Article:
Of course all this green provision is to be magically looked after by the local council. This remains one of the challenges of local government – how to finance this maintenance that they see as a luxury, but their rate payers see as required amenity.
Unfortunately in recent times, due to droughts and the prolonged periods of high day temperatures, many of these spaces have had their watering reduced, if not cancelled. The result being that they have become parched dead grass, or worse, simply brown dirt spaces.
In Canberra, Kingston Green Square was no longer green! see below
The ACT Government had a dilemma on its hands. A dirt square was not a good look. The government needed to be providing some amenity for both the locals as well as the cafes and shops. They also had to conserve water and to plan for climate change (good).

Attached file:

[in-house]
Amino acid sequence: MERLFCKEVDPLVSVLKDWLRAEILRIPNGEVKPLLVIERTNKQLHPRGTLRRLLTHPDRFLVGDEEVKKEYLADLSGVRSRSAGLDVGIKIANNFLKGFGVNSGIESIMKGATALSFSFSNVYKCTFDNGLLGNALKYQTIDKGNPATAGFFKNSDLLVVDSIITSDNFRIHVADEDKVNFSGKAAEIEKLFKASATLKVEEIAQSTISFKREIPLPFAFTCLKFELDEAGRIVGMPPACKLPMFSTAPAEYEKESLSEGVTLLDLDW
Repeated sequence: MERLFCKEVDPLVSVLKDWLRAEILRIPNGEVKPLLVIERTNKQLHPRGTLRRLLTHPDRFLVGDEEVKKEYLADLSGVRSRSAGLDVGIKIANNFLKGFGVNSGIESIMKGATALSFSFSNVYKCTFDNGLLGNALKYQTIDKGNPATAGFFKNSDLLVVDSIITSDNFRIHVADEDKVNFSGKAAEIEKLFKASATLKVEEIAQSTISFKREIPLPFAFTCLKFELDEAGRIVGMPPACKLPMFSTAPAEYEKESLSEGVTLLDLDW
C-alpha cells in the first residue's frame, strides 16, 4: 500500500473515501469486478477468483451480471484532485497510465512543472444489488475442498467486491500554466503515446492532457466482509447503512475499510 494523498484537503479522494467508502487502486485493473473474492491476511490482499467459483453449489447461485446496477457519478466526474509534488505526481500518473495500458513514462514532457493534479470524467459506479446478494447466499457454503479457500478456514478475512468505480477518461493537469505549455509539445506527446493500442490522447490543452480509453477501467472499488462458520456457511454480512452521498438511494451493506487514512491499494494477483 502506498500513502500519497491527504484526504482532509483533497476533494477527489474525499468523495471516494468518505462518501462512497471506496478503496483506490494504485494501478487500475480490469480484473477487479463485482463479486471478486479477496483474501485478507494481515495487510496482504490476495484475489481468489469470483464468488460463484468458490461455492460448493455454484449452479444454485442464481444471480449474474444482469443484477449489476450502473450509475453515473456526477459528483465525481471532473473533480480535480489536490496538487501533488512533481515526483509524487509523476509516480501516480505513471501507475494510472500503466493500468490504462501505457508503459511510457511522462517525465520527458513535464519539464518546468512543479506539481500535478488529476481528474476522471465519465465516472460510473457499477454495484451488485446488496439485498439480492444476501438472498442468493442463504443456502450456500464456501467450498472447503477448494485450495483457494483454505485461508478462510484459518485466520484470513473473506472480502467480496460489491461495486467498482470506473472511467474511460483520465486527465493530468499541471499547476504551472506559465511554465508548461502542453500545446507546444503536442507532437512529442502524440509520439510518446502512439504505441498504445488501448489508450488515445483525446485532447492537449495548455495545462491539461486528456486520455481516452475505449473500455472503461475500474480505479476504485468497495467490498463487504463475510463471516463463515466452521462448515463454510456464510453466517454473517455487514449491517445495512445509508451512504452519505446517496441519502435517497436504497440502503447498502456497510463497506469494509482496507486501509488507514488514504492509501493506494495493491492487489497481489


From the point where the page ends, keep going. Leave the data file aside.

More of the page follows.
First mistake: The agency in charge overlooked the desire for green lawns. Forget the logic here. Green lawns have always been part of this Kingston shopping centre. It was the next best thing to being a local cultural landscape.
There have been mixed versions published about the initial consultations that delivered the new designs for Green Square. The agency said it consulted while many locals say their desires were overlooked.
And so the government spent quite a few dollars installing all the new features and the new ‘spiky’ and drought resistant plants. There was very little grass.
It took a little over a year and the negative reactions started to surface. Apparently the traders felt the new work took away from the area’s attraction and they said that there were fewer people coming to their shops and cafes.